Energy

Here’s What Scalia’s Death Means For Obama’s Global Warming Agenda

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Michael Bastasch Energy Editor
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The tragic death of Supreme Court Justice Antonin Scalia already has pundits guessing how this will affect pending court decisions, including a case that could determine the fate of President Barack Obama’s global warming agenda.

Just before Scalia was found dead at a Texas ranch over the weekend, the conservative justice joined the majority in issuing a stay on the Environmental Protection Agency’s (EPA) so-called Clean Power Plan — the Obama administration’s key global warming rule.

But Scalia’s death could completely undermine the Supreme Court’s ability to strike down the CPP, meaning decisions by federal judges in lower courts could end up deciding the fate of Obama’s global warming push — at least in the near term.

Justices reversed the decision of a federal appeals court to not halt the rule’s implementation, the stay has been seen as a huge blow to Obama’s global warming ambitions. It’s not just a major EPA regulation that could be derailed, supporters argue, but the United Nations climate deal as well.

The coalition of states and business group challenging the EPA’s rule, however, hailed the ruling, and argued it signaled the court would likely strike down the agency’s power plant regulation. But that was before Scalia died.

“An unquantifiable huge loss for our country,” Paul Seby, an attorney at Greenberg Traurig who’s representing North Dakota against the EPA’s power plant rule, told The Daily Caller News Foundation on the news of Scalia’s death.

“Without a ninth justice, they will just vote four to four which leaves the lower court decision in place,” Seby said. “This makes the D.C. circuit court cases on the CPP very important.”

Scalia was the fifth vote the conservative bloc of the court needed to finally strike down the Clean Power Plan, but without him (or any replacement) the court will likely be deadlocked in a four to four vote — meaning their decision sets no precedent, and the lower court ruling stands.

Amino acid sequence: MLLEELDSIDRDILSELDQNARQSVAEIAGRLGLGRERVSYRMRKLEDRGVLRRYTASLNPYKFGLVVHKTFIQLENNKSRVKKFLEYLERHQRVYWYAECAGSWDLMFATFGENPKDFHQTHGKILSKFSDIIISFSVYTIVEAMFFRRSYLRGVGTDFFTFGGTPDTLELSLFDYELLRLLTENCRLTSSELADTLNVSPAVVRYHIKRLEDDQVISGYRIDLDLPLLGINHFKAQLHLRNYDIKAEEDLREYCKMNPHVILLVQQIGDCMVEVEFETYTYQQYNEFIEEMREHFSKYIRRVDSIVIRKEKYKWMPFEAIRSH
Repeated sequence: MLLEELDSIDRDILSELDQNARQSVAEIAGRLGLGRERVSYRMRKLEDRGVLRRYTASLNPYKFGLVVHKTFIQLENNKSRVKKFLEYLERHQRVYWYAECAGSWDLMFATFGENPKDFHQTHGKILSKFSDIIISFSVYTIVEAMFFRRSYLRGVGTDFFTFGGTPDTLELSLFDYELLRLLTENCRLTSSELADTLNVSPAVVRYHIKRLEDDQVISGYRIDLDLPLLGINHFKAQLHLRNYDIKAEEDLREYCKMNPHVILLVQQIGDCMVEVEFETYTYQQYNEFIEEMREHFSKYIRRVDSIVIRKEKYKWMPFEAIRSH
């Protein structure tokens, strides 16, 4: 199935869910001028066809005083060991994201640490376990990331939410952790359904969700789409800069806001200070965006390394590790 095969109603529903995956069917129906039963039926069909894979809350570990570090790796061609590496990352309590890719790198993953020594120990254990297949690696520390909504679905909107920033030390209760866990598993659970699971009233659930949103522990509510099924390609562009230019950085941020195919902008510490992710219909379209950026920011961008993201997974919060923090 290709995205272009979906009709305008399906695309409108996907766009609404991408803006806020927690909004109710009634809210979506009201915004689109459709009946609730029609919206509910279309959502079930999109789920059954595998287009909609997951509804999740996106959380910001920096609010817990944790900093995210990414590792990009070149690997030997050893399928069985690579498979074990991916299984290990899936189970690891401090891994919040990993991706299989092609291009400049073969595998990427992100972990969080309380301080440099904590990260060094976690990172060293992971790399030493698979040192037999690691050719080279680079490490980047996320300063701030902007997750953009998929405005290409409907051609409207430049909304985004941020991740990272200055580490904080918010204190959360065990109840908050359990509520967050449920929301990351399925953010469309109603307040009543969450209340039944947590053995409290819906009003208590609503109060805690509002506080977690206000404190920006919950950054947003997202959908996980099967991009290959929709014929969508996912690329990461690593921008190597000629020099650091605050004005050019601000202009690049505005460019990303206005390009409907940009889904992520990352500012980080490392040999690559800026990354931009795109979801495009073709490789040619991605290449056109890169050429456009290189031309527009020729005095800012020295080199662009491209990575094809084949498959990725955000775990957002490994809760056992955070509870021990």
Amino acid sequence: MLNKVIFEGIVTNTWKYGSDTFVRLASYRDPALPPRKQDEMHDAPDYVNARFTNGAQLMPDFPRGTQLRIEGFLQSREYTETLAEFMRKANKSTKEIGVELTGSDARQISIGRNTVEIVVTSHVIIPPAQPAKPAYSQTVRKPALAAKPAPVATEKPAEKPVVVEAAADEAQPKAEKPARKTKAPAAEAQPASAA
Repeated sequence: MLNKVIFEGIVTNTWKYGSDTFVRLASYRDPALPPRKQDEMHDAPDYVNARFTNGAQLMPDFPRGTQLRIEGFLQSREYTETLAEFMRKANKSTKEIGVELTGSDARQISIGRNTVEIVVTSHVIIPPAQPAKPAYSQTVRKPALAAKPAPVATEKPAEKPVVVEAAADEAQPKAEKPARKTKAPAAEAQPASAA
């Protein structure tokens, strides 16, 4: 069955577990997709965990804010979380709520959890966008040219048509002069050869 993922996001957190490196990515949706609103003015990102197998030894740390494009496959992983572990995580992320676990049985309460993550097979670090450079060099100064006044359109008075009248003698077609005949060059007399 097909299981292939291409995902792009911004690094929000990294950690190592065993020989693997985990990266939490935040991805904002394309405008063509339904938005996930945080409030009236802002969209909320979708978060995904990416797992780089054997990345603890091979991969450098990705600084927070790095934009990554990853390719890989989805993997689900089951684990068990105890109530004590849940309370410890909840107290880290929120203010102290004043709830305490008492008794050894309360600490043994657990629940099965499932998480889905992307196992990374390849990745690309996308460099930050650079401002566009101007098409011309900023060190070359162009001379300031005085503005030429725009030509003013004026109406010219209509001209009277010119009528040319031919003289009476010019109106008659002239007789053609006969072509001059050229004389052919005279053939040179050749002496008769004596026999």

Indeed, without Scalia’s vote last week, the court would not have overturned the D.C. Court of Appeals’ decision not to issue a stay on the CPP, meaning states would have had to submit plans to the EPA on how they would cut carbon dioxide emissions from power plants.

Obama wants leading the world to sign a major climate deal a hallmark of his presidency, but to do that the president needed to promise the world he could get China to pledge to fight global warming.

Obama and Chinese leadership announced such a deal in 2014, but to get China to promise to peak its emissions by 2030, the president promised the U.S. would cut CO2 emissions 26 to 28 percent by 2025.

But Obama’s emissions pledge is not feasible if the CPP is struck down by the courts.

“No less than the viability of the historic climate change agreement reached in Paris may well be in peril,” Richard Lazarus, a Harvard University law professor, told The New York Times. “And without Justice Scalia’s vote, that stay would have been denied.”

The CPP case now heads back to the D.C.Court of Appeals where oral arguments will be heard later this year. No matter how the lower court rules, whoever loses will likely appeal to the Supreme Court for a final decision.

If the Senate lives up to its promise to block any judicial nominee put forward by Obama, then the CPP’s fate won’t likely be put to rest once and for all until the next president is elected.

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